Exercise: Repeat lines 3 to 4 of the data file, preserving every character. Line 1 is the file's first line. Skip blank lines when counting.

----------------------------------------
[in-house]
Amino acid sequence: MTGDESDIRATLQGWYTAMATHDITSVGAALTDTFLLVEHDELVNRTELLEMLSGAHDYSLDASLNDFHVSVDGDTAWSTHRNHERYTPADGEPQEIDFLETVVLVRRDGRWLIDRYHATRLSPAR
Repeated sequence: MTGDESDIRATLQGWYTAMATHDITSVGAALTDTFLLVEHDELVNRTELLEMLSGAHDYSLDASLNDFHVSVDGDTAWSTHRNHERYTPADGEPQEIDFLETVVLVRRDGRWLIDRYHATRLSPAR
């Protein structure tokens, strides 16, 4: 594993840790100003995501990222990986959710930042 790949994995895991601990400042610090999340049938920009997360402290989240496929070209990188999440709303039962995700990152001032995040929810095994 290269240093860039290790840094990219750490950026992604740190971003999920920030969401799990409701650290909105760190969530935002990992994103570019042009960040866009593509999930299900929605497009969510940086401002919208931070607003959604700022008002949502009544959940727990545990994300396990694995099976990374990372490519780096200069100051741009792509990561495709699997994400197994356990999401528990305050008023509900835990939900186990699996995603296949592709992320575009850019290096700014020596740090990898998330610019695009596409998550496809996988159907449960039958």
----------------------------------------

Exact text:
Repeated sequence: MTGDESDIRATLQGWYTAMATHDITSVGAALTDTFLLVEHDELVNRTELLEMLSGAHDYSLDASLNDFHVSVDGDTAWSTHRNHERYTPADGEPQEIDFLETVVLVRRDGRWLIDRYHATRLSPAR
């Protein structure tokens, strides 16, 4: 594993840790100003995501990222990986959710930042 790949994995895991601990400042610090999340049938920009997360402290989240496929070209990188999440709303039962995700990152001032995040929810095994 290269240093860039290790840094990219750490950026992604740190971003999920920030969401799990409701650290909105760190969530935002990992994103570019042009960040866009593509999930299900929605497009969510940086401002919208931070607003959604700022008002949502009544959940727990545990994300396990694995099976990374990372490519780096200069100051741009792509990561495709699997994400197994356990999401528990305050008023509900835990939900186990699996995603296949592709992320575009850019290096700014020596740090990898998330610019695009596409998550496809996988159907449960039958």